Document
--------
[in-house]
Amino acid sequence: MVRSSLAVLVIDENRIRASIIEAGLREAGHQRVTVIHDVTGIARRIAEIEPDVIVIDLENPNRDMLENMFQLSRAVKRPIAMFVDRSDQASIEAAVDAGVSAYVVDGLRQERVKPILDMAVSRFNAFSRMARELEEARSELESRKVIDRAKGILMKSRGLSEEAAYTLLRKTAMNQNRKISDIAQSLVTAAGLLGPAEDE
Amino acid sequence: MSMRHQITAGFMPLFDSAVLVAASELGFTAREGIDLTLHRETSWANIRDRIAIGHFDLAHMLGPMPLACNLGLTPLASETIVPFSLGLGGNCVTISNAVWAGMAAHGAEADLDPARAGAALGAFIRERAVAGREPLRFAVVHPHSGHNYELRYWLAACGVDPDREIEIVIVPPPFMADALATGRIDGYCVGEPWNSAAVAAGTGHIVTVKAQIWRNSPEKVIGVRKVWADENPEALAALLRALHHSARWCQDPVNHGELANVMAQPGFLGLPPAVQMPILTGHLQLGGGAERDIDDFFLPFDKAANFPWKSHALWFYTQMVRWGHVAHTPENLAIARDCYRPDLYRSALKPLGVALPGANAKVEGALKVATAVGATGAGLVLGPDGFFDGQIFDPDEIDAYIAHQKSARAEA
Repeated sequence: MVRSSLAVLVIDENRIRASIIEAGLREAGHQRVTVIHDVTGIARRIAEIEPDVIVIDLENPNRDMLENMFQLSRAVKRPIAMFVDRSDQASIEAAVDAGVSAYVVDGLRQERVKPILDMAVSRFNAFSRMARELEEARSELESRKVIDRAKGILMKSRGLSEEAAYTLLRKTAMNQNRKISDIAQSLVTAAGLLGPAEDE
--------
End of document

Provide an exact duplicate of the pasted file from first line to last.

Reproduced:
[in-house]
Amino acid sequence: MVRSSLAVLVIDENRIRASIIEAGLREAGHQRVTVIHDVTGIARRIAEIEPDVIVIDLENPNRDMLENMFQLSRAVKRPIAMFVDRSDQASIEAAVDAGVSAYVVDGLRQERVKPILDMAVSRFNAFSRMARELEEARSELESRKVIDRAKGILMKSRGLSEEAAYTLLRKTAMNQNRKISDIAQSLVTAAGLLGPAEDE
Amino acid sequence: MSMRHQITAGFMPLFDSAVLVAASELGFTAREGIDLTLHRETSWANIRDRIAIGHFDLAHMLGPMPLACNLGLTPLASETIVPFSLGLGGNCVTISNAVWAGMAAHGAEADLDPARAGAALGAFIRERAVAGREPLRFAVVHPHSGHNYELRYWLAACGVDPDREIEIVIVPPPFMADALATGRIDGYCVGEPWNSAAVAAGTGHIVTVKAQIWRNSPEKVIGVRKVWADENPEALAALLRALHHSARWCQDPVNHGELANVMAQPGFLGLPPAVQMPILTGHLQLGGGAERDIDDFFLPFDKAANFPWKSHALWFYTQMVRWGHVAHTPENLAIARDCYRPDLYRSALKPLGVALPGANAKVEGALKVATAVGATGAGLVLGPDGFFDGQIFDPDEIDAYIAHQKSARAEA
Repeated sequence: MVRSSLAVLVIDENRIRASIIEAGLREAGHQRVTVIHDVTGIARRIAEIEPDVIVIDLENPNRDMLENMFQLSRAVKRPIAMFVDRSDQASIEAAVDAGVSAYVVDGLRQERVKPILDMAVSRFNAFSRMARELEEARSELESRKVIDRAKGILMKSRGLSEEAAYTLLRKTAMNQNRKISDIAQSLVTAAGLLGPAEDE